Despite its current ills, Fayette County has played a big role in sports history | Sports News | Pittsburgh | Pittsburgh City Paper

Despite its current ills, Fayette County has played a big role in sports history

“If Fayette County is on the news, it’s usually for a drug bust or an altercation at a Walmart.”

click to enlarge Mike Wysocki - CP FILE PHOTO BY HEATHER MULL
CP file photo by Heather Mull
Mike Wysocki

In more than 1.5 million rounds of golf in PGA history, only one person has ever shot a 58. That person was Jim Furyk, who shot that score and made golf history at the recent Travelers Championship. It was the best round of golf ever. And to think, he learned the game at the Uniontown Country Club in Fayette County, where his dad was the pro for many years.

But that’s not the county’s only brush with the sports world. Former Pirates and Phillies pitcher Terry Muhlholland practiced his renowned pick-off move as a student at Laurel Highlands High School. Mulholland cashed a check in the majors for 20 years and even threw a no-hitter. He racked up 124 wins while changing uniforms 13 times. And let’s not forget football. Chuck Muncie, a three-time NFL Pro Bowler with the Saints and Chargers, was also a native of Fayette County.

Despite these successful native sons, the county has an inferiority complex and a lot of troubles. It’s referred to on occasion as “Fayette-nam” because of its crime and drug problem. If the county is on the news, it’s usually for a drug bust, an altercation at a Walmart or a bomb scare at a Walmart. Still, the county is not without its positives. It has Ohiopyle State Park, Frank Lloyd Wright’s Fallingwater, and Nemacolin Resort, all nestled within its confines. It’s also the birthplace of the Big Mac, and that alone should command respect. But its proudest export is George C. Marshall. Besides winning the Nobel Peace Prize and being named Secretary of Defense, president of the American Red Cross, Secretary of State and a general of the U.S. Army, Marshall really didn’t do much.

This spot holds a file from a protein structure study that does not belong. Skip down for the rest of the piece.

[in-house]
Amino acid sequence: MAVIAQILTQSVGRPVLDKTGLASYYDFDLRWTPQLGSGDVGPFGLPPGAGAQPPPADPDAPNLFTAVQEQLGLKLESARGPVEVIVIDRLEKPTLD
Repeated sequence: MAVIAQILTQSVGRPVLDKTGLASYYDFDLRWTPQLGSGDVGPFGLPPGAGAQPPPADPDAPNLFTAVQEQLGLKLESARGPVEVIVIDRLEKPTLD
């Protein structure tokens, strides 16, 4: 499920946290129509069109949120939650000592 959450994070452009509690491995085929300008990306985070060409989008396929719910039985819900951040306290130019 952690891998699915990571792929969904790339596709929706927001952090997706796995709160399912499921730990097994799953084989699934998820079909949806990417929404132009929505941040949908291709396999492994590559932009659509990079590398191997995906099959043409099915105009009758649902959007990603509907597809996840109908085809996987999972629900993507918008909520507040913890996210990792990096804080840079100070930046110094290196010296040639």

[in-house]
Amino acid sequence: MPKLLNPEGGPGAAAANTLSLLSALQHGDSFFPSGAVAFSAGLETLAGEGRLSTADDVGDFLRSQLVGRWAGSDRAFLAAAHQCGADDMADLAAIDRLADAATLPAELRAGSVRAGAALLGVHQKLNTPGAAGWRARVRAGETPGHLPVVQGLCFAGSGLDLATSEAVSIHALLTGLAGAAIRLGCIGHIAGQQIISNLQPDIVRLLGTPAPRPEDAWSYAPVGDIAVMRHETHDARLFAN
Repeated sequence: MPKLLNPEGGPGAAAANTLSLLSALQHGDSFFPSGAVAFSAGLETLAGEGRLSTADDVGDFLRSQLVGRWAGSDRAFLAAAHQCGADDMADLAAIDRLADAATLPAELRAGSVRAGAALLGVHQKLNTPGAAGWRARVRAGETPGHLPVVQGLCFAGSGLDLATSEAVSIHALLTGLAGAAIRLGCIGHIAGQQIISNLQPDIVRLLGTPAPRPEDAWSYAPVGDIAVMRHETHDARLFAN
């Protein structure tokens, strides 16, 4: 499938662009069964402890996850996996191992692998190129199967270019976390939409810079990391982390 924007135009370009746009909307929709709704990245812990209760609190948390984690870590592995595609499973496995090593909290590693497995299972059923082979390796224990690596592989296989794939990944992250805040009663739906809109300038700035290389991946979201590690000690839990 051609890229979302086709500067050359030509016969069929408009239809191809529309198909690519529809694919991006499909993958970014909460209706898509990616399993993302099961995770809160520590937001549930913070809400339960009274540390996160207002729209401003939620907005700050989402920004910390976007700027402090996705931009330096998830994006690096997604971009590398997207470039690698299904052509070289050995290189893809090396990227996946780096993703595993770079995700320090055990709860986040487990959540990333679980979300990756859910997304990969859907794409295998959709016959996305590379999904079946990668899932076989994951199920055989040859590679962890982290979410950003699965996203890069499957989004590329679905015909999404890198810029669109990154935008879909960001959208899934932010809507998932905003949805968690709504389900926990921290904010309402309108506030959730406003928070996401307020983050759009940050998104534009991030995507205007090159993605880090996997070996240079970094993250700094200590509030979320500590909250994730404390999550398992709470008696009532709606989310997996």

As for other contributions to the sports world:

Ernie Davis, also known as the “Elmira Express,” called Fayette County home until age 12, which tragically was half his life. Davis became the first African American to win the Heisman Trophy. The Syracuse running back also won an NCAA title with his team as a sophomore, and took home the award for best college football player in the nation as a senior, in 1961. Davis never played in the pros; he was drafted by Washington in 1962 but, surprisingly, the owner of that team was a legendary racist. His name was George Preston Marshall (different than the George Marshall above), and he refused to draft anyone who wasn’t lily-white even years after the league had been desegregated. He drafted Davis only after being threatened with the loss of a stadium lease. Davis then refused to play for the bigot and was traded to the Cleveland Browns — making him the last player to be happy about a trade to Cleveland. Sadly, Davis would never play a down in the NFL. He was diagnosed with leukemia and died in 1963. His life is highlighted in the 2008 film The Express.

Johnny Lujack is another Heisman winner. Connellsville’s Lujack started the trend of Western Pennsylvania quarterbacks going to the NFL. He went from Notre Dame to the Chicago Bears. Lujack played only four years, but was a three-time All-Pro and led the league in passing yards and passing touchdowns in 1949. Today, at 91, he’s the oldest living Heisman winner.

C. Vivian Stringer, the current head coach of the Rutgers women’s basketball team, has won nearly 1,000 games in her coaching career. The Slippery Rock grad is in the Women’s Basketball Hall of Fame and the Naismith Memorial Basketball Hall of Fame. She was inducted into the latter in 2009 along with Michael Jordan. Stringer also has an Olympic gold medal that she earned as an assistant coach at the 2004 Athens games. She is also the only coach in women’s basketball history to lead three teams to the NCAA Final Four — Cheyney State, Iowa and Rutgers. In fact, in all of women’s college basketball, only three coaches have won more games.

Runner John Woodruff, a freshman at Pitt in 1936, won the gold medal in Berlin right in front of You Know Who. Another Connellsville native, he struck gold in the 800-meter run. Connellsville still pays tribute to its late champion with an annual 5K road race in his honor.

So a county of about 130,000 people has given a lot to sports and history. Pick any random county in any state with a similar population and I bet you won’t find a Nobel Peace Prize, the greatest example of single-home architecture, two Heisman trophies, a no-hitter, a golf round of 58, a top-four college coach, a five-star resort, two gold medals, and the world’s most famous cheeseburger.

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